by Darrell Adams:
There are many moments in a public safety servant’s job that leave lasting imprints which will mold one’s own mindset by which they govern all future personal actions. These reflections, whether good, bad, or indifferent, make up critical waypoints in a person’s personal journey throughout his or her career that lead to the choices made or not made when called upon in the service of public safety.
“If we were logical, the future would be bleak indeed. But we are more than logical. We are human beings, and we have faith, and we have hope and we can work.” – Jacques Cousteau
So throughout our careers, if we are not making a positive difference in the lives we affect like those of co-workers, peers, patients, and victims, then we have failed in the calling of service. There are many times while in the performance of our job we are faced with interactions that can truly make a difference in the lives of those for whom we have been called upon to provide assistance, and to those with whom we serve. A personal challenge everyone should take upon themselves is that we start every day and service call with the notion that we can help those in need, and ensure that our jobs do make a difference.
When reflecting upon the calls over my career with which I have been fortunate to have been involved, I realize I have many times seen desperation in the eyes of loved ones who are looking for some answers to questions or seeking closure regarding something tragic or unimaginable. I remember a particular incident that happened on Father’s Day when a family was out boating on a lake and the dad had fallen off the boat and failed to surface. The grieving family made a religious request that many of us were not familiar with after they had sought counsel. These few moments that this family needed that ceased our operation mid-stream, I later found out ultimately meant the most to them as to the overall comfort for this family when dealing with the loss of a husband and father. This family’s clergy also offered religious insight with regard to assisting with locating this victim. We advised the family that we would use this information in our recovery attempt. Having the willingness to be understanding of cultures different from one’s own can only help the healing process of those who are grieving. Taking the time to listen can make the biggest difference.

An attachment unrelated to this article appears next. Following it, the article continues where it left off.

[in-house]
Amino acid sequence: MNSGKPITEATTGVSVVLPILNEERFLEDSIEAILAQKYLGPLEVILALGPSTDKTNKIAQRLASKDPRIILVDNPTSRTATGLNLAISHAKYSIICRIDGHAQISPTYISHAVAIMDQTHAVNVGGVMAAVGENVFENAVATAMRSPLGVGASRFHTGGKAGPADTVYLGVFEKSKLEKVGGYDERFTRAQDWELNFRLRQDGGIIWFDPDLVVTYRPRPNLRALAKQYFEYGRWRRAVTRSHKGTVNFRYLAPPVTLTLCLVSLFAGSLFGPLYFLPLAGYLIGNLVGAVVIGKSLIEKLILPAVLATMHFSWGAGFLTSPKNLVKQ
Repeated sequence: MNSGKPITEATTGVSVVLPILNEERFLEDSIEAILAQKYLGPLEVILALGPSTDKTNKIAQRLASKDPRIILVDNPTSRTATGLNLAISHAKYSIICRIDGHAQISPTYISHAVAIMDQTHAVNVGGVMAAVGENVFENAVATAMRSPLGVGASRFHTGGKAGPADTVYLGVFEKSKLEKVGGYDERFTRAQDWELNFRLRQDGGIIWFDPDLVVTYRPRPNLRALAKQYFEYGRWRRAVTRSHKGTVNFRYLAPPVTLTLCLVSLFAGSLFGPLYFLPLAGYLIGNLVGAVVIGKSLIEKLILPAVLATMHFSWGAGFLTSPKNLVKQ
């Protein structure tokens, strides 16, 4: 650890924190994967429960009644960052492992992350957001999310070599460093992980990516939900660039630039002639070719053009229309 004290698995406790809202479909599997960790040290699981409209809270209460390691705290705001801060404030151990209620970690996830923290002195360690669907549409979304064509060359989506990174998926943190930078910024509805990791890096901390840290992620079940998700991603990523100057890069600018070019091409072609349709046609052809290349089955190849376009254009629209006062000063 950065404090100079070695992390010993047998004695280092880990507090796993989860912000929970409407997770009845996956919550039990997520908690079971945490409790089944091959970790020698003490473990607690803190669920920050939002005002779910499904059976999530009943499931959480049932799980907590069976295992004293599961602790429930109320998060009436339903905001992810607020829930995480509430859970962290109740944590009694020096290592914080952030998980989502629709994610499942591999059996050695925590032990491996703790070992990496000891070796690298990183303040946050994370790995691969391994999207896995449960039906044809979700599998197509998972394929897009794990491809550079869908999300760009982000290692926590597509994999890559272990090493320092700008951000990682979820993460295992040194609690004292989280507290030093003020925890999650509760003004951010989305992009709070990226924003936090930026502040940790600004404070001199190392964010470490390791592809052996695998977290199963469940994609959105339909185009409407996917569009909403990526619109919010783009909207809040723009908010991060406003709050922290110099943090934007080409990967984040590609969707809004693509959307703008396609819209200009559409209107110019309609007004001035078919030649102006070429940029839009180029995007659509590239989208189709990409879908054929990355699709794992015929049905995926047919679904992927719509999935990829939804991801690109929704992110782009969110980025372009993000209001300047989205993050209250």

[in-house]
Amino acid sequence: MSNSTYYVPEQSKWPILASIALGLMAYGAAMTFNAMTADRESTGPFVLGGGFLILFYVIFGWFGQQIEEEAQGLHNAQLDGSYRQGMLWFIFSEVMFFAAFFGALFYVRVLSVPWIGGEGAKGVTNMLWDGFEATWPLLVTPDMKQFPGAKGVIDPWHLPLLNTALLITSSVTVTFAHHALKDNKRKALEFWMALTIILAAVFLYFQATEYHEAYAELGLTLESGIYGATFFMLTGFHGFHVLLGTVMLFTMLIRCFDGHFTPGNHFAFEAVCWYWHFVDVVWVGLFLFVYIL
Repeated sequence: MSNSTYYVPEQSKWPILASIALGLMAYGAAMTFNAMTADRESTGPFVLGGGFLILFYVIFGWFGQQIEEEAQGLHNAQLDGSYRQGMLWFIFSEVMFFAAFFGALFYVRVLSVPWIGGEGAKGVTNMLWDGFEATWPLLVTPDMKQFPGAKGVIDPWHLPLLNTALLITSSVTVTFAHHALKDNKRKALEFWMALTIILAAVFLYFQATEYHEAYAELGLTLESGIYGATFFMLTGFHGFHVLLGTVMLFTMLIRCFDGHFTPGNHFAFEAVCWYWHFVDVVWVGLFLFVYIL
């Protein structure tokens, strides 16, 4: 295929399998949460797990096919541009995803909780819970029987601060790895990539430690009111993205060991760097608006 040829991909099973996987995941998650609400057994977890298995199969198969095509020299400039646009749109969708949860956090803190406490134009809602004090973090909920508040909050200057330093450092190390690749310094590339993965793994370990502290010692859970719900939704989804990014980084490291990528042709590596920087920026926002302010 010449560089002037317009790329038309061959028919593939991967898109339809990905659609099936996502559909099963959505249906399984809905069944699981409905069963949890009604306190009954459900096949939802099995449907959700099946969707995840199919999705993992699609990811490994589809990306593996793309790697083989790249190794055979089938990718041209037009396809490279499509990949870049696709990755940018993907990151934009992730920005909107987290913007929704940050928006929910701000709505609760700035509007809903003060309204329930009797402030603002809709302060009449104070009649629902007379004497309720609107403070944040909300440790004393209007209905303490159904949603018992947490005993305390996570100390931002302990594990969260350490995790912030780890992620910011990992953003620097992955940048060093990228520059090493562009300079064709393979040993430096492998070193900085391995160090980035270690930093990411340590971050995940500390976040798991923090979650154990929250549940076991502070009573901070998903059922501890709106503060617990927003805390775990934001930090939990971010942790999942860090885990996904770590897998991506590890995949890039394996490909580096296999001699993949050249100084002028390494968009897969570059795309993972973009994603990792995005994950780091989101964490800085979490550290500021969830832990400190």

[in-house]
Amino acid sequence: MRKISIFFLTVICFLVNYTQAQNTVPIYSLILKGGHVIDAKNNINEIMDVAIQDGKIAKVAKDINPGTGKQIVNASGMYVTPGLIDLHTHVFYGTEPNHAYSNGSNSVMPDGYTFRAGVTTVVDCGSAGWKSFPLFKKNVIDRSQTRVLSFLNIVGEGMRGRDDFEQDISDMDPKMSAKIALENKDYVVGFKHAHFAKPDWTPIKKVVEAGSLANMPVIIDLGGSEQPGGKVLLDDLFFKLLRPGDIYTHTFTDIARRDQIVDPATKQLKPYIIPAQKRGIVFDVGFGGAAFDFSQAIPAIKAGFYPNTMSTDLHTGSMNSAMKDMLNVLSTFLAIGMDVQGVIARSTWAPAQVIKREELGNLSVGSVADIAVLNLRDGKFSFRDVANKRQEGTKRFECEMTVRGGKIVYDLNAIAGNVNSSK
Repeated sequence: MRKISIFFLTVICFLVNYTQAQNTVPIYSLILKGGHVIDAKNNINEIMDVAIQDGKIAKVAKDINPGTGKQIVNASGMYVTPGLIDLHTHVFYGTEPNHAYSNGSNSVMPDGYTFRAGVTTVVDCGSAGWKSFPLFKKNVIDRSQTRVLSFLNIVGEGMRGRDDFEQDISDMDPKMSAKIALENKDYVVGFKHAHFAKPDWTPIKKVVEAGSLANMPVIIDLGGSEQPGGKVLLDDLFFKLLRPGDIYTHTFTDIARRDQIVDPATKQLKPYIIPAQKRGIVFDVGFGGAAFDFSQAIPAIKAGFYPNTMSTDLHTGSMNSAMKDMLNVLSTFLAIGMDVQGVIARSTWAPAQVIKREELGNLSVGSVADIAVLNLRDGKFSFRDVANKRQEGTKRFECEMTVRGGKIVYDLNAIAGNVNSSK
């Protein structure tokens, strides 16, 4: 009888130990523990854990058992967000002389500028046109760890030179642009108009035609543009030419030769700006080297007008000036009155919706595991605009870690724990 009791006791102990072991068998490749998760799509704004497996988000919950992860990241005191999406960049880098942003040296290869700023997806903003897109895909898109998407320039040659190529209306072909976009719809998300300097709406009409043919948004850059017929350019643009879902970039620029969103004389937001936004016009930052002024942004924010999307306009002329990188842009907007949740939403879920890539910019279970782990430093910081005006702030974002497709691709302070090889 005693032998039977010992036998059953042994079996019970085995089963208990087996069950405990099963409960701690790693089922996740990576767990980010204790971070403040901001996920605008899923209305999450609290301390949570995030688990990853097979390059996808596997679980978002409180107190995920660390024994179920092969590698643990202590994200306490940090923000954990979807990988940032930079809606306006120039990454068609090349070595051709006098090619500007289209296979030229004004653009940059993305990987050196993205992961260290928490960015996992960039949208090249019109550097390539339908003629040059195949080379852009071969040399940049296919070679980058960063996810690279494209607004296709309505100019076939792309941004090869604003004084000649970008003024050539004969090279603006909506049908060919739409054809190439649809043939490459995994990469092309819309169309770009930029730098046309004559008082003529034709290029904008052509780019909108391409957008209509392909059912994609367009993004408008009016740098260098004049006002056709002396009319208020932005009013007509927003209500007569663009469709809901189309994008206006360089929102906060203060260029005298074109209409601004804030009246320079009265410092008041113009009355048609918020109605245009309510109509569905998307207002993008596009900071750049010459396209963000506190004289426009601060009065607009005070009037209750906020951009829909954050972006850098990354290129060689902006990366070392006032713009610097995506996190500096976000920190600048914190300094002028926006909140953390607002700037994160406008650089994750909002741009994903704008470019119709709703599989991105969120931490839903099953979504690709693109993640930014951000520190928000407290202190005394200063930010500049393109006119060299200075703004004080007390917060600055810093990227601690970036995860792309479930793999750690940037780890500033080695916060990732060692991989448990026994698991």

This does lead me to another topic associated with the interactions of family and friends during an operational period. Many times at the scene of recoveries it can be seen where family and friends want to help in any capacity possible because sitting and doing nothing does not seem logical for them. Friends and families of victims may also not understand the method to our madness when it comes to search pathology. Taking a few extra minutes to explain to the family what a search might entail may help reduce tensions and emotional reactions against the response personnel. Another response that comes to mind was when a young child was playing near a swollen creek that was about ten feet above flood stage. The child fell into the water. This was a call that lasted seven days and required the response of many teams over those days. Some of the family members grew impatient due to not understanding what was involved in a search and recovery operation in a moving water environment. Working with extended family and their clergy to help clear tensions, the divers were able to finally bring closure for them. Later, these families came back and offered their thanks for helping in a time of need.
After the recovery of a loved one, the healing process takes a new path and can be difficult to navigate for some. Seeking assistance from others who can relate can move a person along a better path of coping with loss. An excellent resource to provide for grieving family members is the “Drowning Support Network” that was founded by Nancy Rigg after the loss of her fiancé. This group has a closed Facebook page and Yahoo group that family members of drowning victims can join and seek assistance from peers.
As public safety divers we have the opportunity to make a positive impact in the lives of those we are called to serve. They may not understand what it takes to do our job and the amount of time, commitment, and expense entailed. However, taking those few minutes to let them know you care and what you are trying to do to help them, does make a difference to them.
SDI/TDI/ERDI Instructor Trainer with Air Hogs Scuba in Garner, NC, Captain with the Harnett County Underwater Search & Recovery Dive Team and Technical Rescue Instructor for the NC Fire and Rescue Commission